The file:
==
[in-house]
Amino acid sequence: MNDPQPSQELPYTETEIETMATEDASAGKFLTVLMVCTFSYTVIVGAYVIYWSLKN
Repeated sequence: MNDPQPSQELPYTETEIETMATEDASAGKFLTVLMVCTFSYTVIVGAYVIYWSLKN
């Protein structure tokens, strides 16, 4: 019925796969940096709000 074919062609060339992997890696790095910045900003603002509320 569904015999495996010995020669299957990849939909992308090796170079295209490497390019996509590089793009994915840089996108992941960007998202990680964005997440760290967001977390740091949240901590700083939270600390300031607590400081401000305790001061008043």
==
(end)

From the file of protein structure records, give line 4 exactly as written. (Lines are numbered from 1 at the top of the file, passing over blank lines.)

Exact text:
């Protein structure tokens, strides 16, 4: 019925796969940096709000 074919062609060339992997890696790095910045900003603002509320 569904015999495996010995020669299957990849939909992308090796170079295209490497390019996509590089793009994915840089996108992941960007998202990680964005997440760290967001977390740091949240901590700083939270600390300031607590400081401000305790001061008043």